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  1. #1
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    Default flying stretch or backstretch?

    I wanted to know the personal preferences out there for different types of handline stretches...
    Do you prefer:
    1. (Flying stretch) Stop at the hydrant before the fire building, lay in supply line and "pull the crosslay" with the engine near the fire building and have the second due pick up your supply line.
    OR
    2. (Backstretch) Pull up to the front of the building, pull off enough handline to get inside the building and have the engine lay out the remainder of the line as it goes onto the hydrant past the fire building and secure your own water.

    I know there are benefits to each stretch and situational considerations but I've noticed a trend in companies doing the Fying stretch with the Backstretch becoming a lost art...


  2. #2
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    We are really only set up for the flying stretch. We use 4 inch supply line, and with our hydrant spacing I doubt we backstretch in most areas. Ever reverse lays, with the first due staying at the fire and the second laying away are rare.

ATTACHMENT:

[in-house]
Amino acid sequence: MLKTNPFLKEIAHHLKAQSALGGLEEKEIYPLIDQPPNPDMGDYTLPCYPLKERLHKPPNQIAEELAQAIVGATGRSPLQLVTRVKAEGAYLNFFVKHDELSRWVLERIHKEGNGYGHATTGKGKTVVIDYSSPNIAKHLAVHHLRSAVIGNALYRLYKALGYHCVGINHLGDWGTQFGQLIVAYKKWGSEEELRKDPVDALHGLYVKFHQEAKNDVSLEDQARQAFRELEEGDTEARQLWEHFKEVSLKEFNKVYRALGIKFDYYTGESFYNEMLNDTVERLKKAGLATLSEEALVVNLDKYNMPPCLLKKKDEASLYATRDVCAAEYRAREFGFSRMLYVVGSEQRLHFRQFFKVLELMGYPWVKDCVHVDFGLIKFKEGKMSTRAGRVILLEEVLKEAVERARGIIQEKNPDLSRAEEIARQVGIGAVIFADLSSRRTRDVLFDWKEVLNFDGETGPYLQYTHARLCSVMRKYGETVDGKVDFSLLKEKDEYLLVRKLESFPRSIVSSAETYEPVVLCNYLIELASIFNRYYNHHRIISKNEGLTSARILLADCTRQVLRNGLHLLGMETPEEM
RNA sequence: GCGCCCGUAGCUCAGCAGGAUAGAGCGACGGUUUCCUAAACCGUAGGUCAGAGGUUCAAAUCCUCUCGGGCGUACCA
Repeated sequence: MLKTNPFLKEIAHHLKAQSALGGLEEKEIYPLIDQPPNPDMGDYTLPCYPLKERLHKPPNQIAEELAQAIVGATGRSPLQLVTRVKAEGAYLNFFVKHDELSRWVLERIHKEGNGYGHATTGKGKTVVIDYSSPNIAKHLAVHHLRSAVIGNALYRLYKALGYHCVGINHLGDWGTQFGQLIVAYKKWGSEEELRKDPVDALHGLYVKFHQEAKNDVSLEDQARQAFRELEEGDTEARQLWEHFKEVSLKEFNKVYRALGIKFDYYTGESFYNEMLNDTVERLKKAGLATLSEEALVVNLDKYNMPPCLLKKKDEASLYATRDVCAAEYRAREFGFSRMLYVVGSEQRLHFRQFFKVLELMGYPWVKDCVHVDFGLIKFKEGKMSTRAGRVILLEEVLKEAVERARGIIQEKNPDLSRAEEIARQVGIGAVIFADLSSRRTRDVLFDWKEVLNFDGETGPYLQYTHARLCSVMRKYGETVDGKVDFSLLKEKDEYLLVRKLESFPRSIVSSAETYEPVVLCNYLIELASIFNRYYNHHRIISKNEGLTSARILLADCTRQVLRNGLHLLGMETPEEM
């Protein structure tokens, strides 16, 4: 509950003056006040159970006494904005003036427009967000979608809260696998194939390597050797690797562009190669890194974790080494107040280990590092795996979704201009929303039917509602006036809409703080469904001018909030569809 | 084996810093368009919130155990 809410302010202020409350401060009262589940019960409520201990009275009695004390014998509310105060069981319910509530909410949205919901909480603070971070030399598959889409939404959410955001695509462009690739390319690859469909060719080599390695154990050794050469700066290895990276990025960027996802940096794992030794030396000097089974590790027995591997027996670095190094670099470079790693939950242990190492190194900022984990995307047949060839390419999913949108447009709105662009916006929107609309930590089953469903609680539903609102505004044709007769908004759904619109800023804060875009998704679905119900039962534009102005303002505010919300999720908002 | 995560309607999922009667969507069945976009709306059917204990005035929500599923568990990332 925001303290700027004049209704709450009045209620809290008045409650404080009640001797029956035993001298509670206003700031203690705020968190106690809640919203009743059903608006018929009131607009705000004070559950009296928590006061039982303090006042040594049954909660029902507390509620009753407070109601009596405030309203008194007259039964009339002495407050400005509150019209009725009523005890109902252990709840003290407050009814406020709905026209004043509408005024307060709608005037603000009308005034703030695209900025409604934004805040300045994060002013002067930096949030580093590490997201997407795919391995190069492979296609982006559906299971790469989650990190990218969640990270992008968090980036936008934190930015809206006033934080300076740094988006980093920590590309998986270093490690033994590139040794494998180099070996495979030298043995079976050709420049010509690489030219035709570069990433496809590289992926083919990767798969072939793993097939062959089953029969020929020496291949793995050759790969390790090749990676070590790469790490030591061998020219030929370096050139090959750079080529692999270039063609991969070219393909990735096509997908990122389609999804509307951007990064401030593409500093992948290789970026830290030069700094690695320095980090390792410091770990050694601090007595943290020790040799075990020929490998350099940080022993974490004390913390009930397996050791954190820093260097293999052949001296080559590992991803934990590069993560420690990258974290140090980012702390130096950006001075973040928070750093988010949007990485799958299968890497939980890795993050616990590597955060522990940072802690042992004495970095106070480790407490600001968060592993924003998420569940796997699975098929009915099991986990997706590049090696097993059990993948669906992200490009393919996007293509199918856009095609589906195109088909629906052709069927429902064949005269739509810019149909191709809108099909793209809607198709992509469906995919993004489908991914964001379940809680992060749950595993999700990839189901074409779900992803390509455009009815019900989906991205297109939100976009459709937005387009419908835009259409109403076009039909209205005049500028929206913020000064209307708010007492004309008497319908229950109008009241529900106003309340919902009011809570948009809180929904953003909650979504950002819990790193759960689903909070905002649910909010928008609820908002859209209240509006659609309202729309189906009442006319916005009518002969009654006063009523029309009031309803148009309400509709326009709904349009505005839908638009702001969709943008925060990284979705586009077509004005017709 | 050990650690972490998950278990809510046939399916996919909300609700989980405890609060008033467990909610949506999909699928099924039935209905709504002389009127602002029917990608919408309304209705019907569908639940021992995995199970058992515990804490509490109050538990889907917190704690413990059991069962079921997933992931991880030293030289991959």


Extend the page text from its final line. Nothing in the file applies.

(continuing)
Its good to be prepared to do either.....

    Dave

  3. #3
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    we only use forward lay stretches...im not sure any of the guys on the department even know how a reverse lay would work on paper let alone how to implement it on scene...the only time i could see the need for us to use a reverse lay would be if we stop at the building where the call came in and only found fire after an investigation...usually if the call comes over with either the word fire or smoke in the message, we hit the hydrant (more like "I" hit the hydrant, cause you'll never see one of the "more experienced" guys doin it)...

  4. #4
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    We are set up for a reverse lay. With the fourth largest industrial park in Illinois, preconnects would not be practical. It isn't unusual to streatch 300+ feet into a factory.